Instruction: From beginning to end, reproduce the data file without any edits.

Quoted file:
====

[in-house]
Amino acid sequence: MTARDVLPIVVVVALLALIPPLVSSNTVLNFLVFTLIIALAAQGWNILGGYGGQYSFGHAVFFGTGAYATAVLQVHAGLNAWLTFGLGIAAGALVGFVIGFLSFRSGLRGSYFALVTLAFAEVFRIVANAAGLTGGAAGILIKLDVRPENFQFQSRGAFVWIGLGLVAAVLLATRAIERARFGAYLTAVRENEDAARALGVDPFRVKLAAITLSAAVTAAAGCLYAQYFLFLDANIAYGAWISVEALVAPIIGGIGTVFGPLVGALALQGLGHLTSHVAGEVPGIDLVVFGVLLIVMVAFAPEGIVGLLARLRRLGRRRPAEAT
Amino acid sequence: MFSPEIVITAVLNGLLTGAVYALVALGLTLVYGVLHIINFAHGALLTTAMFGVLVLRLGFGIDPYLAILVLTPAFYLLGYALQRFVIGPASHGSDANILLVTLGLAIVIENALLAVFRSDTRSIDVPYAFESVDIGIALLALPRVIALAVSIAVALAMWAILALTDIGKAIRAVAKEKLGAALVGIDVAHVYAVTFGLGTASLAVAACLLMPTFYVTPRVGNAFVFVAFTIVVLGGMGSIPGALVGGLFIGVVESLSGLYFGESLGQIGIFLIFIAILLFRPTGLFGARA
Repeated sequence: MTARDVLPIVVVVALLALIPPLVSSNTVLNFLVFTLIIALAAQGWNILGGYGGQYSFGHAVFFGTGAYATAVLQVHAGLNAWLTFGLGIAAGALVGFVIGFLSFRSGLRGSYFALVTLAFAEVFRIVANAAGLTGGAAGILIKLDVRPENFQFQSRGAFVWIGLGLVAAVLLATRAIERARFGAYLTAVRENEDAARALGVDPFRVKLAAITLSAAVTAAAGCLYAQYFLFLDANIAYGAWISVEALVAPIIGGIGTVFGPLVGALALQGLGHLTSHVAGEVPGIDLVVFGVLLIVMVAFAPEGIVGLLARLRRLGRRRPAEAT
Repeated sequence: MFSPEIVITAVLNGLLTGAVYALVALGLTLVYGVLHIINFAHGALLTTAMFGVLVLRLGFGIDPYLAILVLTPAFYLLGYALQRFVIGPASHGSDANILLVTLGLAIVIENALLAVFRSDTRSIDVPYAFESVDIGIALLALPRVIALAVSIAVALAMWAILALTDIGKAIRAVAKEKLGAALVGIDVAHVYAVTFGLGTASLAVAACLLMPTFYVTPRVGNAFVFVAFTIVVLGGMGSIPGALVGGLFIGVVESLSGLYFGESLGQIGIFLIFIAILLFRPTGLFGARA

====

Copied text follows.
[in-house]
Amino acid sequence: MTARDVLPIVVVVALLALIPPLVSSNTVLNFLVFTLIIALAAQGWNILGGYGGQYSFGHAVFFGTGAYATAVLQVHAGLNAWLTFGLGIAAGALVGFVIGFLSFRSGLRGSYFALVTLAFAEVFRIVANAAGLTGGAAGILIKLDVRPENFQFQSRGAFVWIGLGLVAAVLLATRAIERARFGAYLTAVRENEDAARALGVDPFRVKLAAITLSAAVTAAAGCLYAQYFLFLDANIAYGAWISVEALVAPIIGGIGTVFGPLVGALALQGLGHLTSHVAGEVPGIDLVVFGVLLIVMVAFAPEGIVGLLARLRRLGRRRPAEAT
Amino acid sequence: MFSPEIVITAVLNGLLTGAVYALVALGLTLVYGVLHIINFAHGALLTTAMFGVLVLRLGFGIDPYLAILVLTPAFYLLGYALQRFVIGPASHGSDANILLVTLGLAIVIENALLAVFRSDTRSIDVPYAFESVDIGIALLALPRVIALAVSIAVALAMWAILALTDIGKAIRAVAKEKLGAALVGIDVAHVYAVTFGLGTASLAVAACLLMPTFYVTPRVGNAFVFVAFTIVVLGGMGSIPGALVGGLFIGVVESLSGLYFGESLGQIGIFLIFIAILLFRPTGLFGARA
Repeated sequence: MTARDVLPIVVVVALLALIPPLVSSNTVLNFLVFTLIIALAAQGWNILGGYGGQYSFGHAVFFGTGAYATAVLQVHAGLNAWLTFGLGIAAGALVGFVIGFLSFRSGLRGSYFALVTLAFAEVFRIVANAAGLTGGAAGILIKLDVRPENFQFQSRGAFVWIGLGLVAAVLLATRAIERARFGAYLTAVRENEDAARALGVDPFRVKLAAITLSAAVTAAAGCLYAQYFLFLDANIAYGAWISVEALVAPIIGGIGTVFGPLVGALALQGLGHLTSHVAGEVPGIDLVVFGVLLIVMVAFAPEGIVGLLARLRRLGRRRPAEAT
Repeated sequence: MFSPEIVITAVLNGLLTGAVYALVALGLTLVYGVLHIINFAHGALLTTAMFGVLVLRLGFGIDPYLAILVLTPAFYLLGYALQRFVIGPASHGSDANILLVTLGLAIVIENALLAVFRSDTRSIDVPYAFESVDIGIALLALPRVIALAVSIAVALAMWAILALTDIGKAIRAVAKEKLGAALVGIDVAHVYAVTFGLGTASLAVAACLLMPTFYVTPRVGNAFVFVAFTIVVLGGMGSIPGALVGGLFIGVVESLSGLYFGESLGQIGIFLIFIAILLFRPTGLFGARA